The American Academy of Pediatrics recommends that newborn babies be breastfed exclusively for the first six months of life, then gradually weaned over the next year and a half. However, this isn’t always possible for new mothers, either for medical reasons or due to life interfering. Formula is designed to mimic breastmilk as much as feasible, though it is only an imperfect replica and of necessity is not going to match any specific individual’s breastmilk. Breastmilk confers immune benefits and is often easier to digest than formula. Pumping—putting breastmilk into a bottle for bottle feeding—can work as a compromise between breastfeeding and bottle feeding with formula.
This is necessary for women who need to return to the workplace soon after giving birth. or want Outside the office, breastfeeding in public places is a controversial issue. In many places, breastfeeding is legal in public even if exposed breasts would normally violate indecent exposure laws. Private businesses are free to generally make their own rules, but more and more establishments are making an effort to accommodate mothers of newborns who need to feed the while out and about. Nonetheless many women prefer to try to find a quiet corner, or find nursing-friendly clothing. Often, new mothers will try to time outings to allow for feeding in the parked car.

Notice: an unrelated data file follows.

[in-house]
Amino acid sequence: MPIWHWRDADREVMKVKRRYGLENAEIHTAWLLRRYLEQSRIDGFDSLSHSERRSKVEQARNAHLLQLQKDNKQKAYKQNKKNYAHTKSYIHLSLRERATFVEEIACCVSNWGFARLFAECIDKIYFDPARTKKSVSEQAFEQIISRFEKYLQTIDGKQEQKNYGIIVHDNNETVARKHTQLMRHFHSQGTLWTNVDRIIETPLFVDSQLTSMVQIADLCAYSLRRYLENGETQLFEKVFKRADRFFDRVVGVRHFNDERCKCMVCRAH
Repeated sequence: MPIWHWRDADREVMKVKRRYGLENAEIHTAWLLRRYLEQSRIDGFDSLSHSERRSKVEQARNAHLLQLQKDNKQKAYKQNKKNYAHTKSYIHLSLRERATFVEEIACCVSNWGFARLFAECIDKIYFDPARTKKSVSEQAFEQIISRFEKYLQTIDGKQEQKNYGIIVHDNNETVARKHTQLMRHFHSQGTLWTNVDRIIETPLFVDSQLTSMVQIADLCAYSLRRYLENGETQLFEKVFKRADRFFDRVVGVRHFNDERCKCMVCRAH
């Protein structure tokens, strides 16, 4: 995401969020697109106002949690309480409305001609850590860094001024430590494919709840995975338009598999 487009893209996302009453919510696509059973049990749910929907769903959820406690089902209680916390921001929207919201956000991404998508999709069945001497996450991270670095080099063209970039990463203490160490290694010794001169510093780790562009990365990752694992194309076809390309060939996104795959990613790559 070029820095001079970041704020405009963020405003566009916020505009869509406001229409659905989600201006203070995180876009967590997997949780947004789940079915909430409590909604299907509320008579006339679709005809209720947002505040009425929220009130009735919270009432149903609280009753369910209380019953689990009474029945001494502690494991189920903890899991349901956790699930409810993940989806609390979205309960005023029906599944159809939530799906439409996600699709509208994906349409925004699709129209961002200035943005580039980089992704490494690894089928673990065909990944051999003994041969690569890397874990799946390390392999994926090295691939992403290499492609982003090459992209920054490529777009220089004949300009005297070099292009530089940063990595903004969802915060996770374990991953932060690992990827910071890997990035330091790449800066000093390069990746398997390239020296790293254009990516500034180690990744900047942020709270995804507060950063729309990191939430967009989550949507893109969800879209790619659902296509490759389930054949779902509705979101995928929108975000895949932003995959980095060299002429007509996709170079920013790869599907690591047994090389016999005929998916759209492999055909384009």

Experts say weaning the child should start at six months, and the child should be more or less completely off breastmilk by age two years. As this schedule suggests, it is a slow, gradual process. It starts with fewer feedings, either eliminating one of the usual feeding sessions entirely every few days or, as the process goes on, replacing it with food or formula, depending on what the child is able to handle.
However, if breastfeeding is going well, some mothers choose to continue it for longer. This is not necessary, and is unlikely to provide measurable benefit, but nor will it do any harm. Successful breastfeeding means that the child is gaining an appropriate amount of weight, the baby is swallowing while eating, the baby is getting fed eight to 12 times a day, and the infant generally seems healthy.